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Asynchronous network message library for building network applications easily.

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is an asynchronous message library to build network applications easy and fast. The library manages and processes the socket data streams in order to offer a simple event message API to the user.

Also, it can be understanding as a generic manager network. This means that you can implement your own protocol following some rules and

will manage the tedious asynchrony and thread management for you. See more here.

Any contribution is welcome!

Who is this project for?

  • People who don't want to deal with concurrence or socket connection problems.
  • People who want to push the effort in the messages among the apps, not in how to transport them.
  • People who want to make a multiplayer game (server and/or client).
  • People who want to make an application that needs to communicate over TCP / UDP protocols.


  • Asynchronous: internal poll event with non-blocking sockets using mio.
  • Multiplatform: see mio platform support.
  • TCP and UDP (with multicast option) protocols.
  • Internal encoding layer: handle messages, not data streams.
  • FIFO events with timers and priority.
  • Easy, intuitive and consistent API:
    • Follows KISS principle.
    • Abstraction from transport layer: do not think about sockets, think about data messages.
    • Only two main entities: an extensible event-queue to manage all events, and a network manager to manage all connections (connect, listen, remove, send, receive).
    • Forget concurrence problems: handle thousands of active connections and listeners without any effort, "One thread to rule them all".
    • Easy error handling. Do not manage internals
      when send/receive from network.
  • High performance:
    • One thread for manage all internal connections over the faster OS poll.
    • Binary serialization.
    • Small runtime overhead over OS sockets.

Getting started

Add to your

message-io = "0.6"


TCP & UDP echo server

The following example is the simplest server that reads messages from the clients and respond to them. It is capable to manage several client connections and listen from 2 differents protocols at same time.

use message_io::events::{EventQueue};
use message_io::network::{Network, NetEvent, Transport};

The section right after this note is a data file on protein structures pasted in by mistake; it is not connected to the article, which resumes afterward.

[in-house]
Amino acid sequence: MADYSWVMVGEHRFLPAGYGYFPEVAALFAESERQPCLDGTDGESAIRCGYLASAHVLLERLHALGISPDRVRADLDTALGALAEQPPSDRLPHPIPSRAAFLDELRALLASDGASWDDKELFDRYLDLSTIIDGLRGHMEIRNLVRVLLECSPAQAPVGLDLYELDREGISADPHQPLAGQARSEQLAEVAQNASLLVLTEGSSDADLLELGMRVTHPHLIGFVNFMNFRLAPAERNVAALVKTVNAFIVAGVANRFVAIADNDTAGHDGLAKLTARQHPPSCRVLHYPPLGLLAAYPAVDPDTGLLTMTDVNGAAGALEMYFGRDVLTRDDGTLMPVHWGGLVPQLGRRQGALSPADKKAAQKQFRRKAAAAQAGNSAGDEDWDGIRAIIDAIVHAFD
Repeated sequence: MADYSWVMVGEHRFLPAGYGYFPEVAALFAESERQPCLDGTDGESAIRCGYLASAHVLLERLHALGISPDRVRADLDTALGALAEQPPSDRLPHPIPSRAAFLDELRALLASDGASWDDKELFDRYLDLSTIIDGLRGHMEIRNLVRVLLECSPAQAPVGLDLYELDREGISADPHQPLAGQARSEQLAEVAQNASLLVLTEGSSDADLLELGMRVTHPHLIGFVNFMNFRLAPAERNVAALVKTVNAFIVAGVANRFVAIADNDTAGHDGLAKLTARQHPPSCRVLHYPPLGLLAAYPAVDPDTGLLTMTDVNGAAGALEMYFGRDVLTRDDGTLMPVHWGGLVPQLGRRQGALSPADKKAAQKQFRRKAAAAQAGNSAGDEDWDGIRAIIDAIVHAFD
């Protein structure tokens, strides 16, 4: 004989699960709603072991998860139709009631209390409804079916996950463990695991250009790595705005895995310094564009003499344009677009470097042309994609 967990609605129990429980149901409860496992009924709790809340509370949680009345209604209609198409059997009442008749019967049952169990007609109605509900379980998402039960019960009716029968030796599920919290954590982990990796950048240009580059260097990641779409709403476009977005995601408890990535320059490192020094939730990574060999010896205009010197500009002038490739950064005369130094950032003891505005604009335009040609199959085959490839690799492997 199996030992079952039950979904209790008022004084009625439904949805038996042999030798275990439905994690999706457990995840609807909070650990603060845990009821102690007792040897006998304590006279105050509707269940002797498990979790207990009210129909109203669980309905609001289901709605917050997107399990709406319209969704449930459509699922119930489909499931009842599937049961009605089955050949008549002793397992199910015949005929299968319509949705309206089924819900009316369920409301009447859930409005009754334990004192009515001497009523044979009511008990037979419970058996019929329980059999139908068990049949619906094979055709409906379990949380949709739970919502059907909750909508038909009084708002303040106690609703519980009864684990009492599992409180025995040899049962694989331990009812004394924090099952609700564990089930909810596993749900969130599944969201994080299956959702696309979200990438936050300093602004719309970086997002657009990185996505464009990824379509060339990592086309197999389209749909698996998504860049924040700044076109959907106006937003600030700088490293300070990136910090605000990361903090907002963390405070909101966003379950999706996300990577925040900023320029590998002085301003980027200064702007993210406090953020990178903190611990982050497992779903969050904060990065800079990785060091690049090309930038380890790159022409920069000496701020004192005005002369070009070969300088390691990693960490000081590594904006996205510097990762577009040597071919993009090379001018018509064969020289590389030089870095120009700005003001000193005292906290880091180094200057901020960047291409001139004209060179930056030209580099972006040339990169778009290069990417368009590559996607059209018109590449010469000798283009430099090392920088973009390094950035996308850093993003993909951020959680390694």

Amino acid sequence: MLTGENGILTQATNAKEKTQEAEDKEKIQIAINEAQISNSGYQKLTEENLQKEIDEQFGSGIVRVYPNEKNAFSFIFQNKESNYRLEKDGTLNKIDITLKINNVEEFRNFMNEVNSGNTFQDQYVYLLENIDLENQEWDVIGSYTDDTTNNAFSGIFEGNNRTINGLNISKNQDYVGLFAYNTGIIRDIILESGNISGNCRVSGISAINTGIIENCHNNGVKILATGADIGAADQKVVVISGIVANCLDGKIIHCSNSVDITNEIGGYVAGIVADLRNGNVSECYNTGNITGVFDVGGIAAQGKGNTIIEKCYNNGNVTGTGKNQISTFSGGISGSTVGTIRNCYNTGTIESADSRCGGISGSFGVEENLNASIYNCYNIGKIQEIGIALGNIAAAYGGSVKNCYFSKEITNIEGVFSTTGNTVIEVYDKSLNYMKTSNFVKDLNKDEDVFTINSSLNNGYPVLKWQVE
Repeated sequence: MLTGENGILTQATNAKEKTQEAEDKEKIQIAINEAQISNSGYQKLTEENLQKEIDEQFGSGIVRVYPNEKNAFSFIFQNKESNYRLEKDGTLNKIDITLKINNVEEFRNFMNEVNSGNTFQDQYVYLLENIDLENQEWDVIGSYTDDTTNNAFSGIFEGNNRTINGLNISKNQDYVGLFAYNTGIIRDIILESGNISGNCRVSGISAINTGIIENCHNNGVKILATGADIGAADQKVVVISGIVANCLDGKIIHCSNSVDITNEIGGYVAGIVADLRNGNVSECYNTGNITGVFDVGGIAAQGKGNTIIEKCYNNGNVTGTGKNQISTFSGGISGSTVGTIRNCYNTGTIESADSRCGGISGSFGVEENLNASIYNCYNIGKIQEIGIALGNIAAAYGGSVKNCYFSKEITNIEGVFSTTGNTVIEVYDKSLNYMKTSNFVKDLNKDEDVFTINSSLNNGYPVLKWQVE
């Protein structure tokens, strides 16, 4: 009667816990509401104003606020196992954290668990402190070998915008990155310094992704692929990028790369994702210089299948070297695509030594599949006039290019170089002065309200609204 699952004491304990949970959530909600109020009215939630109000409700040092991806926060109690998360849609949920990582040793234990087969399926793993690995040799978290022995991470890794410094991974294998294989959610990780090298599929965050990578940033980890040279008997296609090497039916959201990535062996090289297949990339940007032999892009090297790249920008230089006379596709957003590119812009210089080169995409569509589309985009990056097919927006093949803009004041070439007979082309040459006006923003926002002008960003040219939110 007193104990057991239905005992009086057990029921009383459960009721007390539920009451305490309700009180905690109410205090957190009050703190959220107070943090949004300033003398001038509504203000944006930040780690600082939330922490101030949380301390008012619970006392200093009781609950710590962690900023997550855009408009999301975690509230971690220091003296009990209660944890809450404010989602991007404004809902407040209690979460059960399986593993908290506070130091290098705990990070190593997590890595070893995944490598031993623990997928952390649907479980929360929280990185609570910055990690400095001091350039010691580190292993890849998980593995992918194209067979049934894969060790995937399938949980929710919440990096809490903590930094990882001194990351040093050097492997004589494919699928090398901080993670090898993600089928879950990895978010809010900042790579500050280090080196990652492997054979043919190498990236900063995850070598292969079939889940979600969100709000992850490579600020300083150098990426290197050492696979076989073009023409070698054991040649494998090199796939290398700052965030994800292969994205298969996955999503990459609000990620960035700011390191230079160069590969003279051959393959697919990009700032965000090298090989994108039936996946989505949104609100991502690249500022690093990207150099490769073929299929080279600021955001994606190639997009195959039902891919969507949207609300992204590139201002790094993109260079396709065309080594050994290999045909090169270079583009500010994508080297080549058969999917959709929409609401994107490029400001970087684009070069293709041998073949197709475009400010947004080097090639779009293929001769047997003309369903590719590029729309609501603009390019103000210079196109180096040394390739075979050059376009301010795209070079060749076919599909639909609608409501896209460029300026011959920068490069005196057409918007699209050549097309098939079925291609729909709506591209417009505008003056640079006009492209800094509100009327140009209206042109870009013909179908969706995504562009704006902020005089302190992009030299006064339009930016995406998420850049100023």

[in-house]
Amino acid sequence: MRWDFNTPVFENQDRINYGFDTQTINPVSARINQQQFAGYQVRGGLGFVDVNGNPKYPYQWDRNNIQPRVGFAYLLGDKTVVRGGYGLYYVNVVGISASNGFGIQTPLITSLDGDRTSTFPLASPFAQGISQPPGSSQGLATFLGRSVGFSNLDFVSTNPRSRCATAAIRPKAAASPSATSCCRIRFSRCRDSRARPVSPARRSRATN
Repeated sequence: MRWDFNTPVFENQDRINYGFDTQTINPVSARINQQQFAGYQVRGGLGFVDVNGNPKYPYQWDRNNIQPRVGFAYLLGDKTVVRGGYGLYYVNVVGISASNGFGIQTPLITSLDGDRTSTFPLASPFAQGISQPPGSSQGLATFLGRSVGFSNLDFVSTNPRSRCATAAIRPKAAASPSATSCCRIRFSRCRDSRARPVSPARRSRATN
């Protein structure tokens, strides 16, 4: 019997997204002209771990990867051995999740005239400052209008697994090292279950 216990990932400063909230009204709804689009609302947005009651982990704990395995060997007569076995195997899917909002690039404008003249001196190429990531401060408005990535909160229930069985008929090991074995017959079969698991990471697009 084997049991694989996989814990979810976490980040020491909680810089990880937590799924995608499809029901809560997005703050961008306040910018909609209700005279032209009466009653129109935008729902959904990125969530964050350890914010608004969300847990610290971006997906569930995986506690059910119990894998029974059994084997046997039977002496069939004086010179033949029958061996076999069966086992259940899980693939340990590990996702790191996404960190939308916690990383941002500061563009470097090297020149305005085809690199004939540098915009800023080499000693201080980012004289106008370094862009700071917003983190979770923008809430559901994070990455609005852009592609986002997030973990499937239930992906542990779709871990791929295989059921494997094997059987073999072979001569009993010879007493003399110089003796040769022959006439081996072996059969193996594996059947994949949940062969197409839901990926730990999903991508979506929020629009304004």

use serde::{Serialize, Deserialize};

#[derive(Deserialize)] enum InputMessage { HelloServer(String), // Other input messages here }

#[derive(Serialize)] enum OutputMessage { HelloClient(String), // Other output messages here }

enum Event { Network(NetEvent), // Other user events here }

fn main() { let mut event_queue = EventQueue::new();

// Create Network, the callback will push the network event into the event queue
let sender = event_queue.sender().clone();
let mut network = Network::new(move |net_event| sender.send(Event::Network(net_event)));

// Listen from TCP and UDP messages on ports 3005.
let addr = "";
network.listen(Transport::Tcp, addr).unwrap();
network.listen(Transport::Udp, addr).unwrap();

loop {
    match event_queue.receive() { // Read the next event or wait until have it.
        Event::Network(net_event) => match net_event {
            NetEvent::Message(endpoint, message) => match message {
                InputMessage::HelloServer(msg) => {
                    println!("Received: {}", msg);
                    network.send(endpoint, OutputMessage::HelloClient(msg));
                //Other input messages here
            NetEvent::AddedEndpoint(_endpoint) => println!("TCP Client connected"),
            NetEvent::RemovedEndpoint(_endpoint) => println!("TCP Client disconnected"),
            NetEvent::DeserializationError(_) => (),
        // Other events here


Test yourself!

Clone the repository and test the TCP example that you can found in


Run the server:

cargo run --example tcp server
In other terminals, run one or more clients:
cargo run --example tcp client 

Do you need a transport protocol that
doesn't have? Add it!

If the protocol can be built in top on

(most of the existing protocol libraries can), then you can add it to

really easy:
  1. Add your adapter file in

    that implements the traits that you can found in
  2. Add a new field in the

    enum found in [
    ] to register your new adapter.

That's all! You can use your new transport in the

API like any other.

Oops, one step more, you can make a Pull request for everyone to use it :)

Basic concepts

The library has two main pieces:

  • EventQueue
    : Is a generic and synchronized queue where all the system events are sent. The user must be read these events in its main thread in order to dispatch actions.

  • Network
    : It is an abstraction layer of the transport protocols that works over non-blocking sockets. It allows to create/remove connections, send and receive messages (defined by the user).

To manage the connections, the

offers an
that is an unique identifier of the connection that can be used to remove, send or identify input messages. It can be understood as the remitter/recipient of the message.

The power comes when both pieces joins together, allowing to process all actions from one thread. To reach this, the user has to connect the

to the
sending the
produced by the first one.

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